The Right to Look is more our duty than a “right”


Book Cover: The Right to Look: A Counterhistory of Visuality by Nicholas Mirzoeff

“RSVP for the Book Launch for Nicholas Mirzoeff’s
The Right to Look: A Counterhistory of Visuality

Tuesday, December 13, 2011 at 5:30 pm at 20 Cooper Square, 5th Floor, New York, NY

Space is limited and reservations are required. To RSVP, please visit: http://bitly.com/nicholasmirzoeff.

Register to attend a reception celebrating the publication of The Right to Look: A Counterhistory of Visuality (Duke University Press, 2011), by Nicholas Mirzoeff, Professor in the Department of Media, Culture, and Communication, NYU.
In The Right to LookNicholas Mirzoeff develops a comparative de-colonial framework for visual culture studies, the field that he helped to create and shape. Casting modernity as an ongoing contest between visuality and countervisuality, or “the right to look,” he explains how visuality sutures authority to power and renders the association natural. Encompassing the Caribbean plantation and the Haitian revolution, anticolonialism in the South Pacific, antifascism in Italy and Algeria, and the contemporary global counterinsurgency, The Right to Look is a work of astonishing geographic, temporal, and conceptual reach.”This event is free and open to the public.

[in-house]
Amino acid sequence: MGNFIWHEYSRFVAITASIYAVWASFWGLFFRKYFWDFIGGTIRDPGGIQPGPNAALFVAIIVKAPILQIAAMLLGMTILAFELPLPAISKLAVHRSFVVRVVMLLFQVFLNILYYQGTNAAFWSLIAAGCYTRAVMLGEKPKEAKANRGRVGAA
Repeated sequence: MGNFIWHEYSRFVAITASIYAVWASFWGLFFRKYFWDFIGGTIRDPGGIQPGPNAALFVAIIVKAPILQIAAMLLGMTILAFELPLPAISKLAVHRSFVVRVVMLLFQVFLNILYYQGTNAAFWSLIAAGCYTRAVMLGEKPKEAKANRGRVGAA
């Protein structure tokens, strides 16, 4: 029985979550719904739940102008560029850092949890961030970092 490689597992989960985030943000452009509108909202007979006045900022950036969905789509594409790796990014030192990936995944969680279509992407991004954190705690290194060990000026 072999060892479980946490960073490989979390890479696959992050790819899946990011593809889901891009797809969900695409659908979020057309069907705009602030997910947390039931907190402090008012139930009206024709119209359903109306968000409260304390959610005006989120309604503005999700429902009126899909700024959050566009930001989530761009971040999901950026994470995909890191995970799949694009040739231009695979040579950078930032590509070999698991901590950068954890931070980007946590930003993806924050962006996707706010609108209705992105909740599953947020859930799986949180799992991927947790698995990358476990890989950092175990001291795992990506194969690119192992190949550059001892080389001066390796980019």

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I studied with Nick during a semester “abroad” at NYU, yes, venturing beyond the 14th street divide counts as abroad for many New York City graduate students! (joke). That spring, I took a class in visual culture called “Modernity and Climate Change” in the Media Culture and Communication Studies Department. The class was simply amazing, with the range of discipline and perspectives represented. Our group conversations were candid, intense, exciting and enriching. Nicholas was a confident leader and didn’t overly direct the conversation or derail fruitful trains of thought.

I invited him to speak at the Ninth Annual Nature Ecology Society Colloquium where he delivered a talk “Islands of Justice: Imagining Climate Change. He made a big splash with they way he integrated images, and audience assumptions and cultural readings of climate change images and information, specifically that of islanders around the world whose lives are changing at the prospect of climactic shifts and sea-level changes.

He was a truly welcome addition to our roster, a major coup, I might add, and  he represented the start of a rich relationship between NES and NYU. I found him to be an engaging speaker, brilliant thinker, witty, real and personable!

I definitely recommend that people who grapple with visual studies and / or use digital media (as a theoretical foundation, for data collection, analysis or presentation) should attend. If you tell him I sent you, it’ll elicit a smile!

Let me know if you decide to go, I’d love to hear about it!

 Shawndel
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